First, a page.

Newswise — Journey Through the Universe, an education program of NSF’s NOIRLab, promotes science education across the east and north Hawai‘i Island school districts and fosters curiosity and wonder about our Universe. The program shares the cutting-edge research and technology that allows us to understand our place in the cosmos, inspiring students to develop scientific literacy and explore their interest in Science, Technology, Engineering and Math (STEM). This year’s online format is designed to recreate the inspiration of past years while limiting the risk to educators and participants.
“This is an incredibly exciting time in astronomy to be inspiring young students”, said Jen Lotz, director of the international Gemini Observatory, a program of NOIRLab. “New instruments, new ways of examining data, and new large collaborative astronomy programs are revolutionizing how we study the Universe — there has never been a better time to inspire young people to join the field.”
“It has been a challenge to adapt Journey’s usual face-to-face format to the demands of the pandemic,” explained Janice Harvey, NOIRLab’s Hawaiʻi Education and Engagement Manager. “But the Journey team and our volunteer educators have put together an outstanding program and we’re looking forward to inspiring more students to learn about astronomy and our place in the Universe.”
Outside of the classroom, part of the team behind Journey Through the Universe was featured on 3 February 2021’s Live from NOIRLab, a weekly live educational event on the NOIRLab's YouTube channel. In this event, Alyssa Leinani Lozi, Outreach Assistant, Esther Kanehailua, Hilo-Waiākea, Complex Area Superintendent of the Hawai‘i State Department of Education, and Angelic Ebbers, Astronomy Educator and Software Operations Group Lead at Gemini Observatory discussed the Journey program and its long history of successes.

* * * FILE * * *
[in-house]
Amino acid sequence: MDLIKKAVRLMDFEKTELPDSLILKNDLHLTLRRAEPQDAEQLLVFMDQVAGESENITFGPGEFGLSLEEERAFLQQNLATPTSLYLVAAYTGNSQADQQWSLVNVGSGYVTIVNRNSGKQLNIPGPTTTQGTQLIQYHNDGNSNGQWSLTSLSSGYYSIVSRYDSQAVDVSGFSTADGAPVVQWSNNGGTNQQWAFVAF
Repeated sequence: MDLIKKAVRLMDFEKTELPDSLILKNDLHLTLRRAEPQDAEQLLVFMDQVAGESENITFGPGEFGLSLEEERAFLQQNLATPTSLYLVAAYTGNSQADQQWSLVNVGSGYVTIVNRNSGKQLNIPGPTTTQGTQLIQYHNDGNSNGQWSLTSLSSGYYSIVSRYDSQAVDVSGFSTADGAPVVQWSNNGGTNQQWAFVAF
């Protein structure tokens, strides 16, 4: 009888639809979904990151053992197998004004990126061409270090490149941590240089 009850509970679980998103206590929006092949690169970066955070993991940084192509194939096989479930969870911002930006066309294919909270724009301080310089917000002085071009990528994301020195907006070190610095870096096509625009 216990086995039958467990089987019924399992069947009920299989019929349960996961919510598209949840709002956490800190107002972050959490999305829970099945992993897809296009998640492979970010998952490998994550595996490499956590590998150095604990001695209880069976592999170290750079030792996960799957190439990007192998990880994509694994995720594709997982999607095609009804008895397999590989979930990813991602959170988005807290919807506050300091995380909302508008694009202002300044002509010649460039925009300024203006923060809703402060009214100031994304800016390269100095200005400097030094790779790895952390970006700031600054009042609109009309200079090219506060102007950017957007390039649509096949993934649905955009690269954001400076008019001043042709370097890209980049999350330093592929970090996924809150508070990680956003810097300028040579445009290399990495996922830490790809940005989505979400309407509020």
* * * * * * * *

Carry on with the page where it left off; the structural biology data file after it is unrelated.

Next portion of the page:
“The Journey Through the Universe partnership with Gemini Observatory is one of the longest and most impactful that I know of for the Hawai‘i District Department of Education,” explained Kanehailua. “For 17 years the dedicated staff from all of the Maunakea Observatories have visited our classrooms with incredible energy and a passion for exploration and our island, inspiring our future leaders.”
As well as educational experiences, Journey astronomy and science educators will also provide career panels throughout the week to inform students about educational possibilities and career opportunities available at observatories and within the field of astronomy.
“This is an important opportunity to make contact with kids at an earlier age, exposing them to the opportunities that exist in their local community, and encouraging them to aim high,” explained John Vierra, Gemini’s Safety Coordinator and career panel participant. “The panels are planned to inspire students to think outside the box and about what they want to accomplish later in life.”